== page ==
Thursday, November 25, 2010

Potential Dangers of Weight-Loss Medications

Weight-loss medications like Fenproporex (an amphetamine), Furosemide (a diuretic) and Sibutramine (an appetite suppressant) are purchased each day across the world. The dieting industry is a multi-billion dollar cash cow. The previous three ingredients are typically found in products sold as weight-loss pills. Unfortunately none of these were listed as ingredients and are no longer approved by the FDA for use in weight-loss medications. Any company can label weight-loss without proof that it is safe or works.

Federal Drug Administration (FDA) Involvement
There is no law in the United States that any agency has to approve supplements. Therefore, its goes back to the old shopping rule, “buyer beware.” Over-the-Counter (OTC) and prescribed medicines must go through a rigorous testing process to be approved for use. In many instances, OTC approval is granted after being prescribed for many years.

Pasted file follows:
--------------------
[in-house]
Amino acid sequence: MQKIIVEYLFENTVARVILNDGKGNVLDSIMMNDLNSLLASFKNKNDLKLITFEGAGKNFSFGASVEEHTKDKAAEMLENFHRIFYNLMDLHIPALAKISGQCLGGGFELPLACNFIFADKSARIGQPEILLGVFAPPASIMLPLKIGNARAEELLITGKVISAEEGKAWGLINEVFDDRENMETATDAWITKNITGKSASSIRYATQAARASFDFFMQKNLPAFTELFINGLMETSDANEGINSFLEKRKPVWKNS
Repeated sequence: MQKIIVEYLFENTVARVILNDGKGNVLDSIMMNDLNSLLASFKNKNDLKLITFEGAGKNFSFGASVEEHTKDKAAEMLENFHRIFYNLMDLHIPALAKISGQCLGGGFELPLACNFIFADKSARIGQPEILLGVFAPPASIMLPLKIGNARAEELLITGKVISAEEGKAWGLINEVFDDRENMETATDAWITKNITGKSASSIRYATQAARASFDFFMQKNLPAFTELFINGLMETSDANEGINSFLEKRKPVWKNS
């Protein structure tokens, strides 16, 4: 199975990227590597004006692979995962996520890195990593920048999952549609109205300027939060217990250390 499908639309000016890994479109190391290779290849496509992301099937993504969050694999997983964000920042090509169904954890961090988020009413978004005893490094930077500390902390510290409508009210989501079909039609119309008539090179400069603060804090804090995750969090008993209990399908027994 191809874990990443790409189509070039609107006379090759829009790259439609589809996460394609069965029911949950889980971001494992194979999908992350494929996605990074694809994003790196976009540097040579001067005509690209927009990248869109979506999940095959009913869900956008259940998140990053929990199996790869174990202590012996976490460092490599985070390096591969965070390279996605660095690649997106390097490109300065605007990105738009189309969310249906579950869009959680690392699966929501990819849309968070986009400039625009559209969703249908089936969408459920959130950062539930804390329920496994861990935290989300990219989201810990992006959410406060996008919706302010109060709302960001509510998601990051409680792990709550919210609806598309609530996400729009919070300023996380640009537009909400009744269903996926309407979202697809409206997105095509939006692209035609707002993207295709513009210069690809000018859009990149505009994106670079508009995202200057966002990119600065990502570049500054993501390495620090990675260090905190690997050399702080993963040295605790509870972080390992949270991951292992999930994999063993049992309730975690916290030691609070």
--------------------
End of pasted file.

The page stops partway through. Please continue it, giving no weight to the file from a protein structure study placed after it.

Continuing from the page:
The Dietary Supplement Health and Education Act of 1994
This act stated that any company selling a product in the classification of a dietary supplement does not have to register with the FDA and are not required to show proof of their product. The FDA will only become involved if the product is continually causing harm. Customer complaints are the trigger for these types of investigations.

Be Cautious
Customers should always be careful when taking pills as a diet supplement. Although many celebrities, sports icons and tapout models claim to take specific supplements, they can still be harmful. It was uncovered that nearly 100 dietary supplements did not list ingredients. Since there is a lack of regulation, these products could contain a much higher dosage than what was originally listed.

Interactions among Other Drugs
In addition to the potential for contamination and incorrect ingredient listing, when taking dietary supplements there is the risk of harmful interactions with other drugs you are taking. Some supplements trigger bleeding or increase tolerance to anesthesia.

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